"Ruin" Scotch Whisky? I Don't Think So.

Almost 3 years ago, someone asked me about the requirement to bottle Scotch Whisky in Scotland.

I told them that there was, at that time, no requirement for Scotch Whisky to be bottled in Scotland. That was a true statement then and it is a true statement now.

Even at that time, the SWA was working on some legislation to ensure that Single Malt Scotch Whisky would have to be bottled in Scotland, but that would not affect the bottling of other categories of Scotch Whisky overseas. That legislation has never made it to law.

David Williamson of the SWA expanded:

As you are aware, there has never been a requirement in the legal definition of Scotch Whisky for it to be bottled only in Scotland. As Scotch Whisky has grown in popularity around the world over the last century, we have therefore seen Scotch Whisky, principally Blended Scotch Whisky, shipped for local bottling in certain export markets.

Over the years, overseas bottling developed in some markets because it was the only way in which imported spirits, such as Scotch Whisky, were allowed to operate on a level playing field with domestic spirit drinks. In contrast, bottled imported spirits would face tariff or tax discrimination, distorting competition in the market and denying local consumers choice. In other markets, Scotch Whisky has been imported in bulk for blending with domestic whiskies.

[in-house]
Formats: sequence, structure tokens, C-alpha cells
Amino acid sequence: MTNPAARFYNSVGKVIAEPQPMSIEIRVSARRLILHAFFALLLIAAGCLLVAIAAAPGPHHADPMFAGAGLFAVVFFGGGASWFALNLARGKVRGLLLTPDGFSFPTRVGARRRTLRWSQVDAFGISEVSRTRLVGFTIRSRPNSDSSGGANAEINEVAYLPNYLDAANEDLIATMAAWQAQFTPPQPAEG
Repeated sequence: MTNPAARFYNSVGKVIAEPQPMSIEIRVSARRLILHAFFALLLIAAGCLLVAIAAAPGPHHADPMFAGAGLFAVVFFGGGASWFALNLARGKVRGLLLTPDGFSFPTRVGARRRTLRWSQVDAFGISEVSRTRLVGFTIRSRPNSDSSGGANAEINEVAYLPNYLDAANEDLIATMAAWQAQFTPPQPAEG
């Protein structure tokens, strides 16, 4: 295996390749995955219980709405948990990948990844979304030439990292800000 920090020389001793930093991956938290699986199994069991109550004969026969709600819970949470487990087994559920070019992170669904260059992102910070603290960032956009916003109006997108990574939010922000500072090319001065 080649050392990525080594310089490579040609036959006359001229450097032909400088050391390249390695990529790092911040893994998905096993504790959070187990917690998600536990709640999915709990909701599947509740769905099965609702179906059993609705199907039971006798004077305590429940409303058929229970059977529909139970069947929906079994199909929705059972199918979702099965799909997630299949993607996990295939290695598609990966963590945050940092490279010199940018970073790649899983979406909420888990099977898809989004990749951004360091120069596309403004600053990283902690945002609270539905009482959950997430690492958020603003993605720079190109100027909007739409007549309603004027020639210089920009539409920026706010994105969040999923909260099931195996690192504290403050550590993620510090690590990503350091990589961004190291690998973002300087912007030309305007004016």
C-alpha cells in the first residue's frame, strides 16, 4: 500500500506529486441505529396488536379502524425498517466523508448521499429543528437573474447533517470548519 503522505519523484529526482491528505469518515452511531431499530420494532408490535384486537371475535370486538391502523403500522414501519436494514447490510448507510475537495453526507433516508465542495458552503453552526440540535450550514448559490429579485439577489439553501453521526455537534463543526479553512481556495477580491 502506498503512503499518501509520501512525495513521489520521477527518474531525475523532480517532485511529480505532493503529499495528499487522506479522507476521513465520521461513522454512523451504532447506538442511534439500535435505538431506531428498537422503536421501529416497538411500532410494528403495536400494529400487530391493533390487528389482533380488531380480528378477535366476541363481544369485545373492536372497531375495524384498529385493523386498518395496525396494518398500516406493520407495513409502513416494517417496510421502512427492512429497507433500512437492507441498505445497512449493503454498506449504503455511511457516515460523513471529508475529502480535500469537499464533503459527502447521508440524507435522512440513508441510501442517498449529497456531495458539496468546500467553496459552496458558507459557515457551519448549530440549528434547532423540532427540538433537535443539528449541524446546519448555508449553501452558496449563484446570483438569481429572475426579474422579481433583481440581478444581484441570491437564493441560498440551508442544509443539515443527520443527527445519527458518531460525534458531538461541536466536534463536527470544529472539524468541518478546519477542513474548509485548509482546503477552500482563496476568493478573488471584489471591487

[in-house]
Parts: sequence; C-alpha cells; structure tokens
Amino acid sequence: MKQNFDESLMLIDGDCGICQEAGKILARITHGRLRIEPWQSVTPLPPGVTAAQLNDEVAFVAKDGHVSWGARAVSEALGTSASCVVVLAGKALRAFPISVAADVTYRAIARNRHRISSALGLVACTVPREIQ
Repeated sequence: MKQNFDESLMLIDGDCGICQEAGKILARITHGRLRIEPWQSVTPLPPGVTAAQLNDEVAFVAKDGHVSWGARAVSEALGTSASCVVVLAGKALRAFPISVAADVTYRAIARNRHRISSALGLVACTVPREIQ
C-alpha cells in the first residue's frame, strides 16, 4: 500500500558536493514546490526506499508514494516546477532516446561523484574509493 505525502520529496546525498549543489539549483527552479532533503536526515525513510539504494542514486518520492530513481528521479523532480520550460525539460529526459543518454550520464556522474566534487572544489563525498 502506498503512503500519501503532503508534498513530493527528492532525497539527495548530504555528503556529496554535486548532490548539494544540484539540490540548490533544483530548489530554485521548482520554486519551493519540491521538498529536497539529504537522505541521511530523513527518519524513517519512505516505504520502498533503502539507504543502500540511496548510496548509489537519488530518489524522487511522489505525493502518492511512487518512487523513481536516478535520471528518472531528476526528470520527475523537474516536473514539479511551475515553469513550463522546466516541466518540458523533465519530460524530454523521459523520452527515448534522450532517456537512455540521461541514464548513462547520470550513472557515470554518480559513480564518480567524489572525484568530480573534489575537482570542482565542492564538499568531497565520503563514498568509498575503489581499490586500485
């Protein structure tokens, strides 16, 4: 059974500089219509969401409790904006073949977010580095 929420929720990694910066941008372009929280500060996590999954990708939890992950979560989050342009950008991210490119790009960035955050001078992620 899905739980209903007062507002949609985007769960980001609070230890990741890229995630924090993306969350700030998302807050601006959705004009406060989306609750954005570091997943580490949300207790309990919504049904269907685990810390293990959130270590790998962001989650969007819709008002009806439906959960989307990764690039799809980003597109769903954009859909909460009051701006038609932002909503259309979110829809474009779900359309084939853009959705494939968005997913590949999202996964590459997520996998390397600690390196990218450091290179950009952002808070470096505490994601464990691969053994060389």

While it is likely that there would therefore be considerable legal difficulties in requiring that all Scotch Whisky now be bottled in Scotland, the situation is very different for Single Malt Scotch Whisky, as only very small quantities have been exported for local bottling in the past and any requirement to bottle in Scotland would only impact on trade to a limited extent. SWA members are therefore supportive of introducing such a requirement as part of the wider package of proposals that are currently being brought forward.

Wednesday, November 1st, 2006

But all of a sudden, Diageo’s VERY REASONABLE, if not happily accepted, plan to move bottling operations from Kilmarnock to Fife is being attacked.

Yes, jobs will be lost in Kilmarnock…But new jobs will be created elsewhere. And Fife isn’t exactly China, is it?

In this economy*, lost jobs are not often replaced in other areas of the same country, are they?